The Dow Jones industrial average lost 66.52 points, or 0.56 percent, to end at 10,664.11. The technology-laced Nasdaq Composite Index ended lower 34.13 points, or 1.64 percent, at 2052.55. The broader Standard & Poor's 500 index was lower 10.31 points, or 0.86 percent, to close at 1,191.99.
Trading was active, with about 1.51 billion shares changing hands on the New York Stock Exchange, above the 1.46 billion daily average for last year. About 1.96 billion shares were traded on Nasdaq, above the 1.81 billion daily average last year.
Computer and printer maker Hewlett-Packard (search) announced before the bell that its embattled CEO was stepping down, effective immediately. Fiorina had been seen as a controversial figure since orchestrating HP's merger with Compaq Computer in 2002.
Stocks rose at the open on the HP announcement, which was seen as a welcome surprise. Hewlett-Packard shares soared 6.9 percent, or $1.39, to $21.53.
"There's not a whole lot of good news out there today," said David Memmott, head of listed block trading at Morgan Stanley. "We're three-quarters of the way through earnings period and the market's had a pretty healthy run over the past two weeks and it's now a bit of 'back and sell."'
"The biggest thing we had was Cisco, which is a bellwether technology, basically saying 'things are not robust, they're OK but they're less than expected', and the rest of the food chain is under pressure."
Investors were more concerned with Cisco's earnings and what they foreshadowed for the tech industry.
Cisco Systems Inc. (CSCO), the largest maker of communications gear that directs traffic over the Internet, said Tuesday quarterly earnings rose, but its stock slipped amid concerns about weak revenue and rising inventory. Cisco shares slipped 61 cents to $17.63.
Semiconductor stocks with exposure to Cisco were weak, including PMC-Sierra Inc. (PMCS), down nearly 5 percent, or 49 cents, at $10.00; Broadcom Corp. (BRCM), down nearly 4 percent, or $1.20, at $31.67, and Marvell Technology Group Ltd. (MRVL), down nearly 3 percent, or $1.02, at $34.58.
Other declining tech stocks included chipmaker Intel Corp. (INTC), a Dow component, down 11 cents at $23.30.
Government oil data also weighed on the market midday after a weekly government report showed a surprise drop of 1.0 million barrels in domestic commercial crude stocks against forecasts for a modest build.
Oil prices rebounded briefly after the government's weekly inventory figures showed a surprise 1 million barrel drop in crude inventories; analysts had expected a build of 730,000 barrels. Stores of distillate fuels, which include heating oil, also declined more steeply than expected. U.S. light crude settled up 6 cents to $45.46 a barrel, stripping away earlier gains of $1 immediately after the Energy Information Administration (search) report was released. In London, Brent crude rose 6 cents to $43.13 a barrel.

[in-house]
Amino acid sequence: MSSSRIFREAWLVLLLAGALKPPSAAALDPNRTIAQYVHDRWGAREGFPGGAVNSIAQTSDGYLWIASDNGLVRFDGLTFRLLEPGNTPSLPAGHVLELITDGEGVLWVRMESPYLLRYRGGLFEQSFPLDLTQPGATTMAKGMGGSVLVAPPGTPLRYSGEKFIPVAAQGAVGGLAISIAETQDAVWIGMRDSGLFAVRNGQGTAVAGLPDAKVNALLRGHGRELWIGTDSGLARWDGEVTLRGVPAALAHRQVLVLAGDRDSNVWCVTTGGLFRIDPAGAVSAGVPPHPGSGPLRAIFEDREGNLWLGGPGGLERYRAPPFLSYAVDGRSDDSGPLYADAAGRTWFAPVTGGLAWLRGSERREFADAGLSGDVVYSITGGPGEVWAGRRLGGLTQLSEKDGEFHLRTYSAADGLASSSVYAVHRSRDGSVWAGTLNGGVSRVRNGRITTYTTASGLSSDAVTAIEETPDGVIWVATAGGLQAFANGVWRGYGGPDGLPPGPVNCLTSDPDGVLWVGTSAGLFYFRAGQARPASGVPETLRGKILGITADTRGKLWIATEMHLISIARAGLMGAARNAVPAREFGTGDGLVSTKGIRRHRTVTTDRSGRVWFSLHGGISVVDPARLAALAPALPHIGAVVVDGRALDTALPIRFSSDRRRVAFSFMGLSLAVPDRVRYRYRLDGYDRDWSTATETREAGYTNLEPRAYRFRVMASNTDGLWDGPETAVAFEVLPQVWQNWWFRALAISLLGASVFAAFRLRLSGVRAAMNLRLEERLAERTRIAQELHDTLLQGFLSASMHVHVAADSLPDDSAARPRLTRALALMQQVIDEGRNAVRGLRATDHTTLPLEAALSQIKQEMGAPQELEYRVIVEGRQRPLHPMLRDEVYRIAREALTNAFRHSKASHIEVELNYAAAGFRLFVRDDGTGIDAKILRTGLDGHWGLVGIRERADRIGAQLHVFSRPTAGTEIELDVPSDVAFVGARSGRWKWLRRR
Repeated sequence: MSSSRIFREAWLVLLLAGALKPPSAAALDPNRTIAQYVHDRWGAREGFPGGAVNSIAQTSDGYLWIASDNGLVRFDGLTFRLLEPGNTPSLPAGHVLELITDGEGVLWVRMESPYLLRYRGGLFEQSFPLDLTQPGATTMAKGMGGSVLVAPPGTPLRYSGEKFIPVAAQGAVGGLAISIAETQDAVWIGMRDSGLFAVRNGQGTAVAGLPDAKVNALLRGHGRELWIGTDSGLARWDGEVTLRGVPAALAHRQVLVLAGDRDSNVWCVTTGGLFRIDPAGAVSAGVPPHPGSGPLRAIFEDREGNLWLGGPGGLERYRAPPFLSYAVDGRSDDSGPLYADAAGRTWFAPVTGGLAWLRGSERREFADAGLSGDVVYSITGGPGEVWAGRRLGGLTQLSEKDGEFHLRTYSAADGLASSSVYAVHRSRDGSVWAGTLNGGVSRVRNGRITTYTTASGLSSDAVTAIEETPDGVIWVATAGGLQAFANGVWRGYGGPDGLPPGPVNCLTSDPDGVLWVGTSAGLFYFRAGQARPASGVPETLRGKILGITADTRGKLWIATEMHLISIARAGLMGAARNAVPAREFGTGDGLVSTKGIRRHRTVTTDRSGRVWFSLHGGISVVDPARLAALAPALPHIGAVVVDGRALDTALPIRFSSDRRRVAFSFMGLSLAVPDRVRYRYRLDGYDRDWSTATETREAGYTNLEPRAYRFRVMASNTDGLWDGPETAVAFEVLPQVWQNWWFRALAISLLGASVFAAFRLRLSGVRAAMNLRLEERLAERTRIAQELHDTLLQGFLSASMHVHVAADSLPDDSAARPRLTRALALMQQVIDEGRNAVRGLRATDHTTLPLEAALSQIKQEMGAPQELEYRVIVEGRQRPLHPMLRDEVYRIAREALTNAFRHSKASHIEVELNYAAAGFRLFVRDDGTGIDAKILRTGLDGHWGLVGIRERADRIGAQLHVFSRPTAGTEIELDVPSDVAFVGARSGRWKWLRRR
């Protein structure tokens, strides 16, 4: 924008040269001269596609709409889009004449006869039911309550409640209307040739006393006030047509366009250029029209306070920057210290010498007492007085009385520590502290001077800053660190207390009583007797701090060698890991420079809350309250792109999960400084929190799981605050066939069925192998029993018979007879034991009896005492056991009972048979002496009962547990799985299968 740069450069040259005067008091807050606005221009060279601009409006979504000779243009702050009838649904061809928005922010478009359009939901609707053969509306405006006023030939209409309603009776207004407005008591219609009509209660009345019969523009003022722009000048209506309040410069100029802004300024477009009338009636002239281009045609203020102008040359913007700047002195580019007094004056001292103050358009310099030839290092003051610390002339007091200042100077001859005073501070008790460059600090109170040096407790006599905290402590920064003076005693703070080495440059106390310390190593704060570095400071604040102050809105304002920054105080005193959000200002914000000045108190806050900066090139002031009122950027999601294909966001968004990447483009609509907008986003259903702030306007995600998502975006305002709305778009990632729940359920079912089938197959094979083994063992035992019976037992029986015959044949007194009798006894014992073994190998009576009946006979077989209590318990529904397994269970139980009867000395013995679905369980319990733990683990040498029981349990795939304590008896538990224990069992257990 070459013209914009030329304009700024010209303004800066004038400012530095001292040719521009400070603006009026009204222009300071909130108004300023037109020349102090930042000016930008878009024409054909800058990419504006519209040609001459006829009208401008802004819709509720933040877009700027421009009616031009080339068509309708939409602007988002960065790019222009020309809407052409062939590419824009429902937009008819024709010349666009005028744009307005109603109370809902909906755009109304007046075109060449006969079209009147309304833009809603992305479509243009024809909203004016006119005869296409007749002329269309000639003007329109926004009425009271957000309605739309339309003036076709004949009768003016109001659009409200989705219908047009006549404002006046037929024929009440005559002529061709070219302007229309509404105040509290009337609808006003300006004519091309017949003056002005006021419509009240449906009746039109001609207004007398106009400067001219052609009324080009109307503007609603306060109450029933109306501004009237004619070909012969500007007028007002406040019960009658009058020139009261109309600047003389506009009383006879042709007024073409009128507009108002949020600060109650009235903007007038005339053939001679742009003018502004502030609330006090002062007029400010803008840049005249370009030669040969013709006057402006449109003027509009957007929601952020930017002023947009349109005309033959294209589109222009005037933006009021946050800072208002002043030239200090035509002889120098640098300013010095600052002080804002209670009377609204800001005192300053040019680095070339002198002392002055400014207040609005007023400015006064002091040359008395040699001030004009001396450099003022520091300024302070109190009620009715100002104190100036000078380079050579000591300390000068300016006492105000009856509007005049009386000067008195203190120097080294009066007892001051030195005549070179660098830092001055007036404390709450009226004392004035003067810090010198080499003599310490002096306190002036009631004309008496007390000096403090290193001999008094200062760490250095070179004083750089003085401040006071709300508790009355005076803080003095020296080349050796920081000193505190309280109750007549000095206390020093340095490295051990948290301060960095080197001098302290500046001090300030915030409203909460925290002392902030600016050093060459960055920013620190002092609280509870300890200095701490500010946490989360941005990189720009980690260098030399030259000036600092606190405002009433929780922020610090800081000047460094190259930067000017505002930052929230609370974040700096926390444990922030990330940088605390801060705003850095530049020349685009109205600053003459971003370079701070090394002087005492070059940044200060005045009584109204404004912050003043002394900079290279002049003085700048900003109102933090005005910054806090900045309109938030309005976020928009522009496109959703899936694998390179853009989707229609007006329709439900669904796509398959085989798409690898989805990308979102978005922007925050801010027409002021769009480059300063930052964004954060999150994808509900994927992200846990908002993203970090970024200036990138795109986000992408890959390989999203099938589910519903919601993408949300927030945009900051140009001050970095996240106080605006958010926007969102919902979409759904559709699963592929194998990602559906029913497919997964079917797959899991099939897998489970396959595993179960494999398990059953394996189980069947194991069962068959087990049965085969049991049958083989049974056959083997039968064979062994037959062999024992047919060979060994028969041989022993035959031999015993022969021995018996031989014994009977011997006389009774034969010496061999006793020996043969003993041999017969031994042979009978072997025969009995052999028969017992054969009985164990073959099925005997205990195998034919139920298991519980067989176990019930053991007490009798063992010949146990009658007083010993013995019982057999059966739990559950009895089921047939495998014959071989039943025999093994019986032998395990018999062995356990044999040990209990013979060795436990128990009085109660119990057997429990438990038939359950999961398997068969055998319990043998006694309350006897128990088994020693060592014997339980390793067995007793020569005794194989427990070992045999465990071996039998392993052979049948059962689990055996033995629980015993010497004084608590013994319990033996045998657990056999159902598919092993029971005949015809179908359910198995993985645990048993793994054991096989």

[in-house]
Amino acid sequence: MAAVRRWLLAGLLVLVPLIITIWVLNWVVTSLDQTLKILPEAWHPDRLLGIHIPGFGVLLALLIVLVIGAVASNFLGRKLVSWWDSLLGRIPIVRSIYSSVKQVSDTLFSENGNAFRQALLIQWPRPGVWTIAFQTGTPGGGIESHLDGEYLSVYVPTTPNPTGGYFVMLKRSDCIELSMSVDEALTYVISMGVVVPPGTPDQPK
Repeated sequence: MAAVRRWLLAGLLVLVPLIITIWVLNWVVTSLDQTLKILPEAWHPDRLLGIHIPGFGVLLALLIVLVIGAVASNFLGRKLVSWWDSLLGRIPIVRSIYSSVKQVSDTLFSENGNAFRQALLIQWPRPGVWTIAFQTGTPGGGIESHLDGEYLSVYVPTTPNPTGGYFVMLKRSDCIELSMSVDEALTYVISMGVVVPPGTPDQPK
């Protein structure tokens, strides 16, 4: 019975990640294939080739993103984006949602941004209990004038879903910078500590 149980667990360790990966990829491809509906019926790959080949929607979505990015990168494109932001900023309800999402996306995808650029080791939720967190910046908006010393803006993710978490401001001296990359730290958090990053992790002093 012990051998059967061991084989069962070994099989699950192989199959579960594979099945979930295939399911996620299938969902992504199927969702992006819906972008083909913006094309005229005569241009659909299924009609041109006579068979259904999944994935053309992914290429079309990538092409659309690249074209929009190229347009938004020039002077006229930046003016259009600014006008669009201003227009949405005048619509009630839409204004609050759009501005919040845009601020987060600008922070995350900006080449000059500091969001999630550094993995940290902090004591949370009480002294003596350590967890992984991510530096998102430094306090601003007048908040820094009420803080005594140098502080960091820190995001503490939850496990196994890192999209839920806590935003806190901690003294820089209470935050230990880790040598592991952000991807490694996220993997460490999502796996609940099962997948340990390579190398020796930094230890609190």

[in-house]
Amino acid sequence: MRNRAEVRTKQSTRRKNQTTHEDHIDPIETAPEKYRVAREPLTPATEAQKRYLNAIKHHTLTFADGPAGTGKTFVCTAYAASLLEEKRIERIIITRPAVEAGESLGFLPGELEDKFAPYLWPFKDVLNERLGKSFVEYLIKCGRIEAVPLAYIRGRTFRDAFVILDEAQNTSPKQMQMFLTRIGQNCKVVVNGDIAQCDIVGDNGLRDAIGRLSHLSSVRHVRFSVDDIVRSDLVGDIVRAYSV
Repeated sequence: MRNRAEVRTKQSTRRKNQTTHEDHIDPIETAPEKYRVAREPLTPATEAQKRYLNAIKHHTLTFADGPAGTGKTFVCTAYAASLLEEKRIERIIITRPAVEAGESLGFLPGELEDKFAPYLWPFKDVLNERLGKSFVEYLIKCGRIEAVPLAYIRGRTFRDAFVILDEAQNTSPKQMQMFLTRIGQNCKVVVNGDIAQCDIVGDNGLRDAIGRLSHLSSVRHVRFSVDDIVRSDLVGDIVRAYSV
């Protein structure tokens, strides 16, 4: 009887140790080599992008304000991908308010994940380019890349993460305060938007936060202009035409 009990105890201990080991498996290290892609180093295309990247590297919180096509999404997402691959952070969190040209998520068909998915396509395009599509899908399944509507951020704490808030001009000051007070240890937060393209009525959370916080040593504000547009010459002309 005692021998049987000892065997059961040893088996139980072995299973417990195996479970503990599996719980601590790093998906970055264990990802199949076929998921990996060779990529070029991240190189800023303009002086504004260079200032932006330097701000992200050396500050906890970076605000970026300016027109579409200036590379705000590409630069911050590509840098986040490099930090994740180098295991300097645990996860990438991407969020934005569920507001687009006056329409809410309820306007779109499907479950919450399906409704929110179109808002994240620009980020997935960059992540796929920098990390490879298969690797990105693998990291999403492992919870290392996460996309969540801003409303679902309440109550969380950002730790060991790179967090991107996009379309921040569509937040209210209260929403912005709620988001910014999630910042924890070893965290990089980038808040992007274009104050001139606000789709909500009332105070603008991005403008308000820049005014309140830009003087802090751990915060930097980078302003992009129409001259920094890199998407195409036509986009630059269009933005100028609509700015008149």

A run-up in Treasuries may also have worked against stocks, analysts said, noting that the yield on the 10-year note had slipped below 4 percent for the first time in more than three months, to 3.98 percent. Some of the buying was linked to the government's auction of $15 billion in five-year notes, but bonds had already been moving higher, perhaps due to Atlanta Federal Reserve President Jack Guynn's (search) suggestion in an interview with The Wall Street Journal that the group might need to change its policy statement as it adjusts the pace of interest rate hikes.
Other earnings in the spotlight Wednesday were AIG and Cigna. American International Group Inc. (AIG), the world's largest insurer by market value, reported better-than-expected earnings before the bell. AIG stock added $1.58 to $69.31.
Health plan Cigna Corp. (CI) posted sharply higher quarterly net profit, helped by a gain from the sale of its retirement benefits business. Shares were up $1.43 at $85.35.
Advanced Micro Devices (AMD) gained 30 cents to $17.94 after Morgan Stanley raised its rating on the chipmaker to "overweight" and set a 12-month price target of $25 on the stock. The brokerage said it expects AMD to cut or reduce its exposure to the low-margin flash memory business, and to gain market share.
Decliners outnumbered advancers on the New York Stock Exchange by about 2 to 1 and by about 3 to 1 on Nasdaq.
The Russell 2000 index, which tracks smaller company stocks, was down 13.01, or 2.04 percent, at 625.71.
Overseas, Japan's Nikkei stock average slipped 0.15 percent. In Europe, France's CAC-40 slid 0.28 percent, Britain's FTSE 100 fell 0.10 percent and Germany's DAX index declined 0.42 percent.
Reuters and The Associated Press contributed to this report.